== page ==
Users sometimes ask us, “How can I trust Tailscale?” From the beginning, we’ve tried to make it so you don’t have to, by architecting our infrastructure with security and privacy in mind. When you use Tailscale, your data is end-to-end encrypted. Tailscale doesn’t have the private key, so we can’t see your traffic. While Tailscale can’t observe the data transiting your tailnet, we are responsible for managing the control plane, where our coordination server distributes public keys and settings for your tailnet.
Which brings us to one glaring issue that has remained with our architecture: You have still needed to trust our coordination server. What if we were malicious, and stealthily inserted new nodes into your network? Tailscale could hypothetically use a secretly-added node to send or receive traffic to your existing nodes — meaning it wouldn’t matter that the traffic is encrypted because the peer itself would be malicious.
You should decide who to trust when it comes to your tailnet’s coordination server and how nodes are added to your tailnet. We don’t want you to have to trust us to get it right. So today, we’re taking the first steps with tailnet lock, a security feature where your nodes verify the public keys distributed by the coordination server before trusting them for network connectivity.
We made significant improvements to the throughput of wireguard-go, which is the userspace WireGuard® implementation that Tailscale uses. What this means for you: improved performance of the Tailscale client on Linux. We intend to upstream these changes to WireGuard as well.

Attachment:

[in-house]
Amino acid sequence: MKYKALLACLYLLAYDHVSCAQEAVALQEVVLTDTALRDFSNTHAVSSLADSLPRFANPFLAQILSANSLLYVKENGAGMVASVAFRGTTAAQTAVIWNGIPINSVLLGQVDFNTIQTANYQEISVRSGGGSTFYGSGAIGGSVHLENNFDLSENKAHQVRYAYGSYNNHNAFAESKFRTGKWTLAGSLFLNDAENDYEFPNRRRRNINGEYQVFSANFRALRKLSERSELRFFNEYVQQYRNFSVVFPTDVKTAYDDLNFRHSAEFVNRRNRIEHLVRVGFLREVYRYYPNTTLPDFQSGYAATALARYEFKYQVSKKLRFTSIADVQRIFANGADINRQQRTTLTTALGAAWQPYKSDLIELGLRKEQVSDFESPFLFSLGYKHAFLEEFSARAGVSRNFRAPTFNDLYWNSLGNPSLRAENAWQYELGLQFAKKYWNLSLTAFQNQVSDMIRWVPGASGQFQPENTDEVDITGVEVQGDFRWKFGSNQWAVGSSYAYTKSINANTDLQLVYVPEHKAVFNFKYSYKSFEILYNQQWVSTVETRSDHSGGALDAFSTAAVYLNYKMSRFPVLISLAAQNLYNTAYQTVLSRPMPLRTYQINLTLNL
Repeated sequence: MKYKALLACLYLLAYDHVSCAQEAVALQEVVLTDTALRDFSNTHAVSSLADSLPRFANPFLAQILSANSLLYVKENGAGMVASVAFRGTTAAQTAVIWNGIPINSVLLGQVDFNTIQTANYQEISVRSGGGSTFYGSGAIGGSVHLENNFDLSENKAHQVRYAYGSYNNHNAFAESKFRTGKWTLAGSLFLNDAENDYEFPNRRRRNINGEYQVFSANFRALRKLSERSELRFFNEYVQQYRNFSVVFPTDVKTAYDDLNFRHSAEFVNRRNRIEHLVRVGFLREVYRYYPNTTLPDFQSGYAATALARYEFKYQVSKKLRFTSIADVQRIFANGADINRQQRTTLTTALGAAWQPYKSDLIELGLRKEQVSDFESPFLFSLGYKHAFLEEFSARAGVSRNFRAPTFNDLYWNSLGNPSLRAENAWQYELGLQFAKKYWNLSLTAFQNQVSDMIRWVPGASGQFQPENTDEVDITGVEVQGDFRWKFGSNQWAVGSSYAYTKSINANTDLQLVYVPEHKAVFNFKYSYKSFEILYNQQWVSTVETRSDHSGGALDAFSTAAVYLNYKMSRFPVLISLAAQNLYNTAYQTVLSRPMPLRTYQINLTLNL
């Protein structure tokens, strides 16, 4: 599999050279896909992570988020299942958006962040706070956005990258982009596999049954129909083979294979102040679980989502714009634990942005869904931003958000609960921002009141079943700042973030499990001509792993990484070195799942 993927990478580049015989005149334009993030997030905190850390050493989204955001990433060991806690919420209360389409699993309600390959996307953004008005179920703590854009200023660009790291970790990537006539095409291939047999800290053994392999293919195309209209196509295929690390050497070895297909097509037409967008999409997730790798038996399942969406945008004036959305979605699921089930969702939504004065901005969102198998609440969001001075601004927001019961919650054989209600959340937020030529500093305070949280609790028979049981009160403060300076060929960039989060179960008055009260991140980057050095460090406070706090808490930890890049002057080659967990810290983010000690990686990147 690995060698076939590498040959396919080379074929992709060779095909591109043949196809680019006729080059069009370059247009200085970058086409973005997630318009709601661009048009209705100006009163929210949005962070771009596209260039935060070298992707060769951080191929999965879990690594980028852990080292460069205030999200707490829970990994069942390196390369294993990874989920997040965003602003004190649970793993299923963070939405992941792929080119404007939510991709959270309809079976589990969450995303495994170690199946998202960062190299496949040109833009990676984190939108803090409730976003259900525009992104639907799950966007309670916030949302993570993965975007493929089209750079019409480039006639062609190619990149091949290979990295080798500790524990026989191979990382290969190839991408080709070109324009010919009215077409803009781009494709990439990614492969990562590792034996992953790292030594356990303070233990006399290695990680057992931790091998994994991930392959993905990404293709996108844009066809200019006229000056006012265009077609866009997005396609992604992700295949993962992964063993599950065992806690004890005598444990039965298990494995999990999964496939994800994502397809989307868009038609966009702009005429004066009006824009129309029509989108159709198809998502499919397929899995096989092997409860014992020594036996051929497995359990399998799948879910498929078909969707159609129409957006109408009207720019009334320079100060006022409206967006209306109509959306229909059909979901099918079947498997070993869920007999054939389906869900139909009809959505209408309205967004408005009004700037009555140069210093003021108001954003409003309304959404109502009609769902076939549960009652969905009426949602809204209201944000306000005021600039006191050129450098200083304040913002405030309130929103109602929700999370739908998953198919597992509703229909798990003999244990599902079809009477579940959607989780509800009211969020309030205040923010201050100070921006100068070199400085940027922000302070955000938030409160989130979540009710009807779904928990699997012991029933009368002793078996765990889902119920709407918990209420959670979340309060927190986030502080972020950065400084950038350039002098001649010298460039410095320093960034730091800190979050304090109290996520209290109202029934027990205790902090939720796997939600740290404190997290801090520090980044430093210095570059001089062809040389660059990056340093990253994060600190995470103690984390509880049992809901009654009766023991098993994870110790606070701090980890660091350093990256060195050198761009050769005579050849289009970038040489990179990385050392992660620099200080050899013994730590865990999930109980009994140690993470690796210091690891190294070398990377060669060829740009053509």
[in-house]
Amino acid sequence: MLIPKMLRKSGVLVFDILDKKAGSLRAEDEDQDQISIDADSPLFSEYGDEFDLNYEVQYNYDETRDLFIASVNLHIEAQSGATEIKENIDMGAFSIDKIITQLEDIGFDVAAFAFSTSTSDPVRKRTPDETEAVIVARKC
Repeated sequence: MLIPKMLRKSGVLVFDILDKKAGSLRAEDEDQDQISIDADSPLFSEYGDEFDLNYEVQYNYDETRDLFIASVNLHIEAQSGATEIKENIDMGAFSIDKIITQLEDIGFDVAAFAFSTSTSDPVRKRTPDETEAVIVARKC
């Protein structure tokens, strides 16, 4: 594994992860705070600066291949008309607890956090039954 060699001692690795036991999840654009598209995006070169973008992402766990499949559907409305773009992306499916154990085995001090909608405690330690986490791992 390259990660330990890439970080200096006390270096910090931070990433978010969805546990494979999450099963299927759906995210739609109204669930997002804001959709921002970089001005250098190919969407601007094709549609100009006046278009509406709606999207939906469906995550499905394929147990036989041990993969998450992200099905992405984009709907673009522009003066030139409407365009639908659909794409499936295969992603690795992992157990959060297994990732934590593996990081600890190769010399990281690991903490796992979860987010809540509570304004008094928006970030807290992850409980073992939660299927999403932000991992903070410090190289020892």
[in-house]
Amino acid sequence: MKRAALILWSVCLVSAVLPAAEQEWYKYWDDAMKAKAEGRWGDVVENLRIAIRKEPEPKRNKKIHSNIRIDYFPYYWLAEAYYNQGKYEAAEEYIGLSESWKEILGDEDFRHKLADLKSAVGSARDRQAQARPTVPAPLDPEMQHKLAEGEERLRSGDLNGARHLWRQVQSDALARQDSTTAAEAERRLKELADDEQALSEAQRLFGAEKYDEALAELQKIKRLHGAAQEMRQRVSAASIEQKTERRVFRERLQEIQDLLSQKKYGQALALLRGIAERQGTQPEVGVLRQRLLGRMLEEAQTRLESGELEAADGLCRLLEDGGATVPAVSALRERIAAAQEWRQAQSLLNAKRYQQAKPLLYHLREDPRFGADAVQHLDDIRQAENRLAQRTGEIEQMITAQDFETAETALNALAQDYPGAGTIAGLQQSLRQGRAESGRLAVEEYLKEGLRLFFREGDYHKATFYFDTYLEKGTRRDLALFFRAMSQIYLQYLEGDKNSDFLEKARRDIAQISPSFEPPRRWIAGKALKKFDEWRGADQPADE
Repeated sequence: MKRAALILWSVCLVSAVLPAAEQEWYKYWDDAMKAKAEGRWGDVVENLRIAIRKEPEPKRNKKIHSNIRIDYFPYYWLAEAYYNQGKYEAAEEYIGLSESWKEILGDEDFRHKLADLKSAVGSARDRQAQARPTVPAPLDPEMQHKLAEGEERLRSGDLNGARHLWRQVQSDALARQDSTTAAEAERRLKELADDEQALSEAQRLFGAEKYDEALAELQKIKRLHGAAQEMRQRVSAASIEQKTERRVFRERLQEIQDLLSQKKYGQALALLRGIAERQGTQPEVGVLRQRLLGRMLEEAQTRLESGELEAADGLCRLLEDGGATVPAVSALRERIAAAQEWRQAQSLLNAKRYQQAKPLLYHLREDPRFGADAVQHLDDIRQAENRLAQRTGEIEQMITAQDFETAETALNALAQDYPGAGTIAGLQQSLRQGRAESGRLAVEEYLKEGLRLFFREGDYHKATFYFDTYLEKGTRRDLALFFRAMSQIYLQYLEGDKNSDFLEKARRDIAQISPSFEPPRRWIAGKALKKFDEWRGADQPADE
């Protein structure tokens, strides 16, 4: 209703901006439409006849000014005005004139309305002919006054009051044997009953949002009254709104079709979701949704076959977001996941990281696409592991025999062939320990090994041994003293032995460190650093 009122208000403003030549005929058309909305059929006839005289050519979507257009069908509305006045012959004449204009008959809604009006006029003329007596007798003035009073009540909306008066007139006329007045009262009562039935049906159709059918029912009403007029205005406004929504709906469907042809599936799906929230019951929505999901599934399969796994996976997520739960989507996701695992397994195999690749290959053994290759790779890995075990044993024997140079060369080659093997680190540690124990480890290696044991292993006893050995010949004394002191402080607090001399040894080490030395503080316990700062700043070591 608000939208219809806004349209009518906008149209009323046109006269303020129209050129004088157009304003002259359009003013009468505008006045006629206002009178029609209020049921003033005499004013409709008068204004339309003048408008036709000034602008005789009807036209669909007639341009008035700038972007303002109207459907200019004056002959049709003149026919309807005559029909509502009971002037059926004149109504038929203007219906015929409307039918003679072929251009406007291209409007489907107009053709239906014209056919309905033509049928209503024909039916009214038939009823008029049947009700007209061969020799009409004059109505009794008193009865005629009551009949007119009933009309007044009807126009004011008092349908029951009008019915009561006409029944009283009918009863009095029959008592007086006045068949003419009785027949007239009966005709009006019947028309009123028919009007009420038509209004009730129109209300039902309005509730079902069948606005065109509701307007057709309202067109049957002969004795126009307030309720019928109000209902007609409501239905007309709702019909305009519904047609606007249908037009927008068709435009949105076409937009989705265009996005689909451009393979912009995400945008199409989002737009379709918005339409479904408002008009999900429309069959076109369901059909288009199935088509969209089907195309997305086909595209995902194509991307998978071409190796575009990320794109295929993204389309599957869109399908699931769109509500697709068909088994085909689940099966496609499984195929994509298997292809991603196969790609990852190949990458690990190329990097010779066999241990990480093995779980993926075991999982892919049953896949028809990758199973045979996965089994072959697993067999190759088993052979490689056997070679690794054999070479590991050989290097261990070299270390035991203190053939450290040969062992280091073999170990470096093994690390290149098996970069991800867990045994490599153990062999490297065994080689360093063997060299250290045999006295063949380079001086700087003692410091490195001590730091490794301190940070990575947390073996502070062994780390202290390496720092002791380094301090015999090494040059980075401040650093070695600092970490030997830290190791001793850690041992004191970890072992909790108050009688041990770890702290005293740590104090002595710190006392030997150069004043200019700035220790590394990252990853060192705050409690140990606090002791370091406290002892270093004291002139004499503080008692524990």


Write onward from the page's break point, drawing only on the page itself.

You can experience these improvements in the current unstable Tailscale client release, and also in Tailscale v1.36, available in early 2023. Read on to learn how we did it, or jump down to the Results section if you just want numbers.
Today, we’re sharing golink, an open source private URL shortener service for tailnets. Using golink, you can create and share simple go/name links for commonly accessed websites, so that anyone in your network can access them no matter the device they’re on — without requiring browser extensions or fiddling with DNS settings. And because golink integrates with Tailscale, links are private to users in your tailnet without any separate user management, logins, or security policies.
Last week, Tailscale hosted a three-day co-work week to prove Tailscale Runs Anywhere I Need (TRAIN) by traversing the Amtrak Coast Starlight line from Emeryville, CA to Seattle, WA. The week included a shared work day in Berkeley, an overnight on the train, a work day from the train’s observatory, and a work day from a lovely Airbnb in the Queen Anne neighborhood of Seattle.
Tailscale has recently been notified of security vulnerabilities in the Tailscale Windows client which allow a malicious website visited by a device running Tailscale to change the Tailscale daemon configuration and access information in the Tailscale local and peer APIs.
To patch these vulnerabilities, upgrade Tailscale on your Windows machines to Tailscale v1.32.3 or later, or v1.33.257 or later (unstable).
Tailscale lets you put all your devices on their own private tailnet so they can reach each other, ACLs permitting. Usually that’s nice and comforting, knowing that all your devices can then be isolated from the internet, without any ports needing to be open to the world.
Sometimes, though, you need something from the big, scary, non-Tailscale internet to be able to reach your device.
tsnetto get all of the goodness of Tailscale in userspace so that you can have your services join your tailnet like they were separate computers.